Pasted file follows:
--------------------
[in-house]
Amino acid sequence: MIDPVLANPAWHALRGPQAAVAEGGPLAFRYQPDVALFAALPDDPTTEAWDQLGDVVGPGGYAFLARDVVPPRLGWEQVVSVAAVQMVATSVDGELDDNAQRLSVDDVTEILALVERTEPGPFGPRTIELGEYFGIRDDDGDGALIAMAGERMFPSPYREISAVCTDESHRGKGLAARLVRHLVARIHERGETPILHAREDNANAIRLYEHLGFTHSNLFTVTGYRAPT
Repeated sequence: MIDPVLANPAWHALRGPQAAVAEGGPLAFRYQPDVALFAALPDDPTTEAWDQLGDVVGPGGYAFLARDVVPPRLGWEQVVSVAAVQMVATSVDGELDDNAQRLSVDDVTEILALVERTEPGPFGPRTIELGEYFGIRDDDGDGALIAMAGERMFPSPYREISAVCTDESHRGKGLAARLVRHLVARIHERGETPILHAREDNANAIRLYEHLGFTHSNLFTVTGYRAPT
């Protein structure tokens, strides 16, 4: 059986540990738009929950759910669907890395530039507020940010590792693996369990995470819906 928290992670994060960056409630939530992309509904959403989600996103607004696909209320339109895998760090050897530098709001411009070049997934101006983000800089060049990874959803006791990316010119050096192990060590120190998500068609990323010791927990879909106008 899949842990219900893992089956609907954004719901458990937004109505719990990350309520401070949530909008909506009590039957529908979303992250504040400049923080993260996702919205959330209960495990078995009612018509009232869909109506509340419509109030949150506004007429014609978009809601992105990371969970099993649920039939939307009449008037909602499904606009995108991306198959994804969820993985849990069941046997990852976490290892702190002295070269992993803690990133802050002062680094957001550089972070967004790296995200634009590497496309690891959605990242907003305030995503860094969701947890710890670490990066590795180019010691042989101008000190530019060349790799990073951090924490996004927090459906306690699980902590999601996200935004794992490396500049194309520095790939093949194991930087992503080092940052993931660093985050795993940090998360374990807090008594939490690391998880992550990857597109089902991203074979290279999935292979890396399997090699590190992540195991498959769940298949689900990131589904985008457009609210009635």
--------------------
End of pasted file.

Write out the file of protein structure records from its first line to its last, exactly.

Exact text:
[in-house]
Amino acid sequence: MIDPVLANPAWHALRGPQAAVAEGGPLAFRYQPDVALFAALPDDPTTEAWDQLGDVVGPGGYAFLARDVVPPRLGWEQVVSVAAVQMVATSVDGELDDNAQRLSVDDVTEILALVERTEPGPFGPRTIELGEYFGIRDDDGDGALIAMAGERMFPSPYREISAVCTDESHRGKGLAARLVRHLVARIHERGETPILHAREDNANAIRLYEHLGFTHSNLFTVTGYRAPT
Repeated sequence: MIDPVLANPAWHALRGPQAAVAEGGPLAFRYQPDVALFAALPDDPTTEAWDQLGDVVGPGGYAFLARDVVPPRLGWEQVVSVAAVQMVATSVDGELDDNAQRLSVDDVTEILALVERTEPGPFGPRTIELGEYFGIRDDDGDGALIAMAGERMFPSPYREISAVCTDESHRGKGLAARLVRHLVARIHERGETPILHAREDNANAIRLYEHLGFTHSNLFTVTGYRAPT
């Protein structure tokens, strides 16, 4: 059986540990738009929950759910669907890395530039507020940010590792693996369990995470819906 928290992670994060960056409630939530992309509904959403989600996103607004696909209320339109895998760090050897530098709001411009070049997934101006983000800089060049990874959803006791990316010119050096192990060590120190998500068609990323010791927990879909106008 899949842990219900893992089956609907954004719901458990937004109505719990990350309520401070949530909008909506009590039957529908979303992250504040400049923080993260996702919205959330209960495990078995009612018509009232869909109506509340419509109030949150506004007429014609978009809601992105990371969970099993649920039939939307009449008037909602499904606009995108991306198959994804969820993985849990069941046997990852976490290892702190002295070269992993803690990133802050002062680094957001550089972070967004790296995200634009590497496309690891959605990242907003305030995503860094969701947890710890670490990066590795180019010691042989101008000190530019060349790799990073951090924490996004927090459906306690699980902590999601996200935004794992490396500049194309520095790939093949194991930087992503080092940052993931660093985050795993940090998360374990807090008594939490690391998880992550990857597109089902991203074979290279999935292979890396399997090699590190992540195991498959769940298949689900990131589904985008457009609210009635």